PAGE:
Marx, Hayek, and Utopia (Suny Series in the Philosophy of the Social Sciences) (Suny Series in the Philosophy of the Social Sciences (Paperback))
Chris Matthew Sciabarra
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Develops a critique of utopianism through a comparison of the works of Karl Marx and F. A. Hayek, challenging conventional views of both Marxian and Hayekian thought.
This book develops a critique of utopianism through a provocative comparison of the works of Karl Marx and F. A. Hayek, thus engaging two vastly different traditions in critical dialogue. By emphasizing the methodological and substantive similarities between Marxian and Hayekian perspectives, it challenges each tradition's most precious assumptions about the other. Through this comparative analysis, the book articulates the crucial distinctions between utopian and radical theorizing.
Sciabarra examines the dialectical method of social inquiry common to both Marxian and Hayekian thought and argues that both Marx and Hayek rejected utopian theorizing because it internalizes an abstract, ahistorical, exaggerated sense of human possibility. The chief disagreement between Marx and Hayek, he shows, is not political but epistemological, reflecting their differing assumptions about the limits of reason.
"Sciabarra argues that Hayek and Marx shared a dialectic approach, an appreciation for the importance of context, and a disdain for utopian thinking. The major difference between Hayek and Marx is 'epistemic' or rather in the assumptions they make about the possible progress of human knowledge … Few others have … engaged in such a detailed and enlightening comparison." — Karen Vaughn, author of Austrian Economics in America
"This is a shockingly original piece of work, closely and cleverly argued, skillfully organized, and scholarly in the extreme … It is a very tolerant work, open to and looking for the strengths in both traditions." — Bertell Ollman, author of Dialectical Investigations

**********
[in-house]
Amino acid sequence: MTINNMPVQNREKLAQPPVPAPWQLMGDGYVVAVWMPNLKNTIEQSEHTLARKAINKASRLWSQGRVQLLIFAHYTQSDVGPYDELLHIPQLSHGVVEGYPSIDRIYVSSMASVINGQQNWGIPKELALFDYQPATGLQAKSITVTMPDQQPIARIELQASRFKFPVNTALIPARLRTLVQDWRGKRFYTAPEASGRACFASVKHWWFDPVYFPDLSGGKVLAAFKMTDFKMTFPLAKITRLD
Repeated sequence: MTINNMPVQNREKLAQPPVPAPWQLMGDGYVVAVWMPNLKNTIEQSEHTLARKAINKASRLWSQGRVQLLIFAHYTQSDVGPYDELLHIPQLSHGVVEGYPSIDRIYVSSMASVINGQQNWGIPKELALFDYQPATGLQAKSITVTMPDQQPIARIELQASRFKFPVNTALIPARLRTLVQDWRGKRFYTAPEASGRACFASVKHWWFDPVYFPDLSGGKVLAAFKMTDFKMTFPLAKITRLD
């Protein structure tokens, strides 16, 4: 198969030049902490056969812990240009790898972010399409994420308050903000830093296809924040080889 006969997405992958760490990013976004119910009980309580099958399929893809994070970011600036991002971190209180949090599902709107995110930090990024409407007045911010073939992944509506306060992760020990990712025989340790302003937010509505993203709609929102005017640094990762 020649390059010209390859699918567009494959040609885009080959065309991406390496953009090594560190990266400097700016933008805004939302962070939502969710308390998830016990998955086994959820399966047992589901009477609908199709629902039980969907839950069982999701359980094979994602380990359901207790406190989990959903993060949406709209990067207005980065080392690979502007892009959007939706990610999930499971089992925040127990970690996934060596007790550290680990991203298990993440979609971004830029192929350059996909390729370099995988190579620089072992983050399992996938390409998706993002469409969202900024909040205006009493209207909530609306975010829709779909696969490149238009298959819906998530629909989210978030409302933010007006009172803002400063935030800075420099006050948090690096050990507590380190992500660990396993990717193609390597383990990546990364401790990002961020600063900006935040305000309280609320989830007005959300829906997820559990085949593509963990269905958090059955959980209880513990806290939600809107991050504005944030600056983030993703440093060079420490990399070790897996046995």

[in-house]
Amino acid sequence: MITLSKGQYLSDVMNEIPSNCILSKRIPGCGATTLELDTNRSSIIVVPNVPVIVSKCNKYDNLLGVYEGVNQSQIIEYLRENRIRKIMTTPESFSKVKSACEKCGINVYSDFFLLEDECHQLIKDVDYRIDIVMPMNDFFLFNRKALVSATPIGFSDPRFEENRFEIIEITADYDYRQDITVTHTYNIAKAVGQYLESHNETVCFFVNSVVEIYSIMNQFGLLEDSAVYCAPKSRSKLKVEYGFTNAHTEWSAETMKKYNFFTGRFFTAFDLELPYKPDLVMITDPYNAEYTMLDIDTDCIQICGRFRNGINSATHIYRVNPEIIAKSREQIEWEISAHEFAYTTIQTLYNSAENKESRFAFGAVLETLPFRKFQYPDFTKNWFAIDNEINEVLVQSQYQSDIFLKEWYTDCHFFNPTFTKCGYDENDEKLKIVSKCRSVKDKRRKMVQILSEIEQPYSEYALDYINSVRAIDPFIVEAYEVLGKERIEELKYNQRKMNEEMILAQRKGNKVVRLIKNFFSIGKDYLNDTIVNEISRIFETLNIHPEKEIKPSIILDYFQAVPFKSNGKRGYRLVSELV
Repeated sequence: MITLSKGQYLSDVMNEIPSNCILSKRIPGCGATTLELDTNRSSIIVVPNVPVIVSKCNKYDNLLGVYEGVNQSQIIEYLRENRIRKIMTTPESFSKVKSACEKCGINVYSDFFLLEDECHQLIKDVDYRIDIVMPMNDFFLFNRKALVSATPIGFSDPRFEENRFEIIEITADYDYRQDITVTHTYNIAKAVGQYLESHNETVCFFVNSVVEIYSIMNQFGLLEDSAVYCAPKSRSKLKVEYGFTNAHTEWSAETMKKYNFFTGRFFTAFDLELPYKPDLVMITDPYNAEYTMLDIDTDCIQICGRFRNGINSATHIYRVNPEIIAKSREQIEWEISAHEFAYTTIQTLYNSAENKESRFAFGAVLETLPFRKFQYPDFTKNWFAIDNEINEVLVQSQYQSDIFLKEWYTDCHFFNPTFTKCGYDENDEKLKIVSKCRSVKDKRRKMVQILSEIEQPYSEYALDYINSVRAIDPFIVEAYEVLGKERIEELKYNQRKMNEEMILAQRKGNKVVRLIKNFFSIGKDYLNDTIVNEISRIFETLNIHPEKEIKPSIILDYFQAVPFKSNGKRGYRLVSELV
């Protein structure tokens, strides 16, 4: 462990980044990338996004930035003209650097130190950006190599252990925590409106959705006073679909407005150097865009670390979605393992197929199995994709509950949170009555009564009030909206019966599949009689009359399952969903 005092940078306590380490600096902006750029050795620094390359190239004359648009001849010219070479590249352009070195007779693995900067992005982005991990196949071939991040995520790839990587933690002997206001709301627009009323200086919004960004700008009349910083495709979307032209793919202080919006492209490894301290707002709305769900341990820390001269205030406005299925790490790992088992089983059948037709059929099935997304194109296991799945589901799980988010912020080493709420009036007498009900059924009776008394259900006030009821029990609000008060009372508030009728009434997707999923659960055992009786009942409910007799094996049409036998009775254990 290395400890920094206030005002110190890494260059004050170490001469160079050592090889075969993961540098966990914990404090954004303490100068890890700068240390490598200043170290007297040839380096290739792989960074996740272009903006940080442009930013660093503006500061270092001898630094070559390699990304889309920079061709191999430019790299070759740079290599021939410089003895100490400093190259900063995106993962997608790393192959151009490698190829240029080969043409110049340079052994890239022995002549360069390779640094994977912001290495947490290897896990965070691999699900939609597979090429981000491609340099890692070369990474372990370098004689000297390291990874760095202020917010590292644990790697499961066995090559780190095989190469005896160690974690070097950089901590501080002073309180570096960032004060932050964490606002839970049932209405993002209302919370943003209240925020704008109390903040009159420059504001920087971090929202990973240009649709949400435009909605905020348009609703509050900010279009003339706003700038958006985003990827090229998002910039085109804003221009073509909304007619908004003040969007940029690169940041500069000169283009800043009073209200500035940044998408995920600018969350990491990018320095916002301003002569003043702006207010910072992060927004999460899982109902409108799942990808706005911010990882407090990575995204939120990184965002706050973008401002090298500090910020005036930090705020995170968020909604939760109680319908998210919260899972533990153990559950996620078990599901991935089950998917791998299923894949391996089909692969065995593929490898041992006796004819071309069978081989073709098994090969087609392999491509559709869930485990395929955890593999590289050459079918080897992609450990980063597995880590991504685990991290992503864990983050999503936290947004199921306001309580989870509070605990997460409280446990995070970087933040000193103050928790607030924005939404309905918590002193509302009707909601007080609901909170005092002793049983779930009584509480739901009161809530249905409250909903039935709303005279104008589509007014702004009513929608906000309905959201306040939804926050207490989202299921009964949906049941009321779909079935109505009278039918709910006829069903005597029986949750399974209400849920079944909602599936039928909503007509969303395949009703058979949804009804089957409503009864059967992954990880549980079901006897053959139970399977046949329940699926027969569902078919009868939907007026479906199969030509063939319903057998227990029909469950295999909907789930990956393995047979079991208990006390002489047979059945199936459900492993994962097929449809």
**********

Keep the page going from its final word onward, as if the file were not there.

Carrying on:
"Sciabarra's work is interesting and challenging and ultimately an important source for thinking about the nature of political radicalism." — Radical Philosophy Review of Books
"This intriguing book crosses a gulf between two camps in social philosophy that rarely address one another … Sciabarra should be praised for forcing us to give up our comfortable caricatures of Marx and Hayek as figures in absolute 'dualistic' opposition." — Canadian Philosophical Reviews
"...with Ayn Rand: The Russian Radical, as well as Marx, Hayek, and Utopia now under his belt, Sciabarra has emerged as one of the most provocative, and enjoyable, writers on the history of ideas of the twentieth century." — Reason Papers
"Sciabarra's book … makes a valuable contribution by presenting [Hayek's] ideas in an anti-utopian context." — Choice
“We are not apt to speak of Marx and Hayek in the same breath … Sciabarra’s insights into the similarities and differences between these two thinkers are surprisingly original.” — Liberty
sidered the spontaneous, unintended consequences of our past—emergent impulses whose origins we may never fully understand, but whose meaning we must seek to articulate. Indeed, this is one of the prime purposes of depth hermeneutics in the Habermasian reconstruction. In the social sciences and humanities, examples of "order" as a spontaneous, unintended formation abound. The Common Law is a testament to an emergent legality
conscious of it or desiring it."21 The producers will have "a perfect understanding" of social forces, which are "transformed from master demons into willing servants."22 Social organization, the laws of social action, the "extraneous objective forces'' of history, "hitherto standing face to face with man as laws of nature foreign to, and dominating him," will
radical social theorists must recognize that reason is thoroughly embedded in its social context. No theorist can ever fully rise above this context in an act of total self transcendence. In contrast to the synoptic implications of Adorno's immanentist critique, Hayek's own Page 103 approach to immanent criticism allows for a tinkering with the rules of just social conduct even as it remains tied to the traditions it seeks to alter. One can legitimately
12. Barber (1986):15. I recognize that there are many interpretive difficulties in Locke scholarship. In this regard, see especially Vaughn (1980a); (1980b). Interestingly, Kukathas observes that several scholars, such as Avineri and Pelczynski, consider the works of Locke, Hume, Smith, and Ferguson as the inspiration for Hegel's view of civil society as a system of interdependence. See Kukathas (1989):208.
31. Engels ( 1982):362. 32. Sayer (1983):161. Sayer explains that within Marx's method, "we cannot properly say that individuals create society which in turn creates them, for the simple reason that at any point the existence of either presupposes . . . the other." 33. Engels ([1890b] 1982):395. 34. Engels ([1895a] 1982):455. Engels [( 1968):62223], comparing nature and society, emphasizes that in human society, "nothing happens without a